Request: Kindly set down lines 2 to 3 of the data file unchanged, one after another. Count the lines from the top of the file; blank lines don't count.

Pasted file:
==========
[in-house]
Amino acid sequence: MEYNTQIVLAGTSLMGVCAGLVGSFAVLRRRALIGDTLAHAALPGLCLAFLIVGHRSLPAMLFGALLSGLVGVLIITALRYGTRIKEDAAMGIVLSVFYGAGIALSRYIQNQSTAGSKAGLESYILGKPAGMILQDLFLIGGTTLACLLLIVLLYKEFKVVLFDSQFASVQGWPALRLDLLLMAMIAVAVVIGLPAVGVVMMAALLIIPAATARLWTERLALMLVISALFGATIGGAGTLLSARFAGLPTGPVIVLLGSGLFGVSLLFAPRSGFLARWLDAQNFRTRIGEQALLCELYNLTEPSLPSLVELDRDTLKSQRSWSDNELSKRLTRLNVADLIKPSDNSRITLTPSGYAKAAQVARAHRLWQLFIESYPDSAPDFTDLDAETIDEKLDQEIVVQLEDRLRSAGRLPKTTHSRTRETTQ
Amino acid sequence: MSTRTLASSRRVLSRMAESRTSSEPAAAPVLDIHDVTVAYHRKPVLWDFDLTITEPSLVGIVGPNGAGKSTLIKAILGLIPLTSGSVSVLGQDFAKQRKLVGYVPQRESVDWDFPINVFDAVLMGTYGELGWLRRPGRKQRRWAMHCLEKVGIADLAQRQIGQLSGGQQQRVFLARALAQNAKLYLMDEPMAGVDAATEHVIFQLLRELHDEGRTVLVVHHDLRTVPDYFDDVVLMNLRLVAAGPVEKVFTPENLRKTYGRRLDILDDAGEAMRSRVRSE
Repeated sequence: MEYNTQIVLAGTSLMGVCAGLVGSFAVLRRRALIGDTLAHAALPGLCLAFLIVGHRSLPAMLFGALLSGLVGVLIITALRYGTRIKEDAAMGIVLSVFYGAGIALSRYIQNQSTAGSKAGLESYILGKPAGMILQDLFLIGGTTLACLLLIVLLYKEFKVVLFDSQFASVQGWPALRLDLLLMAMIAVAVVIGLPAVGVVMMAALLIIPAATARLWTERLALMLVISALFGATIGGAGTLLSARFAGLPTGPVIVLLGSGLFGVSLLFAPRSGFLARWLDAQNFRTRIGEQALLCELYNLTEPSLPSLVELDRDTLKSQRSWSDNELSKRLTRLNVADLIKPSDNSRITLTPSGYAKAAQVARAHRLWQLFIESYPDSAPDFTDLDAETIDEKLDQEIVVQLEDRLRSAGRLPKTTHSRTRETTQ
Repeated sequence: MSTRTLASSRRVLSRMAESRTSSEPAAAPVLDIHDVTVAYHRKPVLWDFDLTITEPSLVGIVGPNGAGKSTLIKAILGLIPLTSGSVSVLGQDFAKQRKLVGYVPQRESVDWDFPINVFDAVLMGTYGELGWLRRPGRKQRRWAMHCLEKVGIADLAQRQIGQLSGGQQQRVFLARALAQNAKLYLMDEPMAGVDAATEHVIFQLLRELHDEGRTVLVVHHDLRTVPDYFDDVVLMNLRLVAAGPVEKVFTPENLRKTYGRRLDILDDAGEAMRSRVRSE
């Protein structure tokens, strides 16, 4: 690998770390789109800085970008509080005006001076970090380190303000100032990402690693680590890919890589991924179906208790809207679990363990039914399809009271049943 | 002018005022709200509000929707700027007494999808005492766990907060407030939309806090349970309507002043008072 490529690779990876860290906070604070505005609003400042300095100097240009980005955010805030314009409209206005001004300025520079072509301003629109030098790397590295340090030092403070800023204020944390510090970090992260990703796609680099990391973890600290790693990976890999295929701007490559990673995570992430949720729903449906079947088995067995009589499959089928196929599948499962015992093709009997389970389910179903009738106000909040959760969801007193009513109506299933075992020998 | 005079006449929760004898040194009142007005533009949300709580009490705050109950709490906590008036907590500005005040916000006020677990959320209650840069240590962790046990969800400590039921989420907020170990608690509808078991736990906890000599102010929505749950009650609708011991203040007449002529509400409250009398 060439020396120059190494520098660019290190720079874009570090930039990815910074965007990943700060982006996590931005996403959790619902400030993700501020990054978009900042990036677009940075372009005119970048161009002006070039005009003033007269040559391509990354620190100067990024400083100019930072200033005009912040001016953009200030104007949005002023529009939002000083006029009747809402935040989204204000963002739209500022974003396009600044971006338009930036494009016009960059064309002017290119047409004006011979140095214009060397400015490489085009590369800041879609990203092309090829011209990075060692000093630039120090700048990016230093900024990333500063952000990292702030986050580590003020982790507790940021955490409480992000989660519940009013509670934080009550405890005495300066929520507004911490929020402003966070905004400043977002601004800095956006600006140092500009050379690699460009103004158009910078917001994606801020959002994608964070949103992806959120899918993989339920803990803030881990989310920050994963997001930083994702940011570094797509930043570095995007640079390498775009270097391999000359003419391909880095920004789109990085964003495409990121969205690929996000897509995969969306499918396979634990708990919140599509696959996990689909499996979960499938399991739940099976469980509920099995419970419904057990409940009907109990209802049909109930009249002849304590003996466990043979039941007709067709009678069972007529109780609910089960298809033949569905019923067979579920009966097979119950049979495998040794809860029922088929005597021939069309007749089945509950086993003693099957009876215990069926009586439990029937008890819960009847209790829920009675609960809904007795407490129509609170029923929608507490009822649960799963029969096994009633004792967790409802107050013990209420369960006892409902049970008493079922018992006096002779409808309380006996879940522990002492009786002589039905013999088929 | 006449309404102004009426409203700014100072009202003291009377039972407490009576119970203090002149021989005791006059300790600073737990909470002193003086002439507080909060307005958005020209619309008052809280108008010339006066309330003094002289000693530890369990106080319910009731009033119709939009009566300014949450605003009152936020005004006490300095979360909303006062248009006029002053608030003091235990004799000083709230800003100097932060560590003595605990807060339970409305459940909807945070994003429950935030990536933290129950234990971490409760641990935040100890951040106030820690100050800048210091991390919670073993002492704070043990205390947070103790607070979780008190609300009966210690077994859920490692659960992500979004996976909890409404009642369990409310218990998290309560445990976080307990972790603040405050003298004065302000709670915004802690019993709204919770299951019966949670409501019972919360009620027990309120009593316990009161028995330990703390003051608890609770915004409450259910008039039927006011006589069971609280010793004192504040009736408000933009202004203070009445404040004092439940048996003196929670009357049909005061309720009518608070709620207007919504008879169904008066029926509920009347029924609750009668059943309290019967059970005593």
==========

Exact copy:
Amino acid sequence: MEYNTQIVLAGTSLMGVCAGLVGSFAVLRRRALIGDTLAHAALPGLCLAFLIVGHRSLPAMLFGALLSGLVGVLIITALRYGTRIKEDAAMGIVLSVFYGAGIALSRYIQNQSTAGSKAGLESYILGKPAGMILQDLFLIGGTTLACLLLIVLLYKEFKVVLFDSQFASVQGWPALRLDLLLMAMIAVAVVIGLPAVGVVMMAALLIIPAATARLWTERLALMLVISALFGATIGGAGTLLSARFAGLPTGPVIVLLGSGLFGVSLLFAPRSGFLARWLDAQNFRTRIGEQALLCELYNLTEPSLPSLVELDRDTLKSQRSWSDNELSKRLTRLNVADLIKPSDNSRITLTPSGYAKAAQVARAHRLWQLFIESYPDSAPDFTDLDAETIDEKLDQEIVVQLEDRLRSAGRLPKTTHSRTRETTQ
Amino acid sequence: MSTRTLASSRRVLSRMAESRTSSEPAAAPVLDIHDVTVAYHRKPVLWDFDLTITEPSLVGIVGPNGAGKSTLIKAILGLIPLTSGSVSVLGQDFAKQRKLVGYVPQRESVDWDFPINVFDAVLMGTYGELGWLRRPGRKQRRWAMHCLEKVGIADLAQRQIGQLSGGQQQRVFLARALAQNAKLYLMDEPMAGVDAATEHVIFQLLRELHDEGRTVLVVHHDLRTVPDYFDDVVLMNLRLVAAGPVEKVFTPENLRKTYGRRLDILDDAGEAMRSRVRSE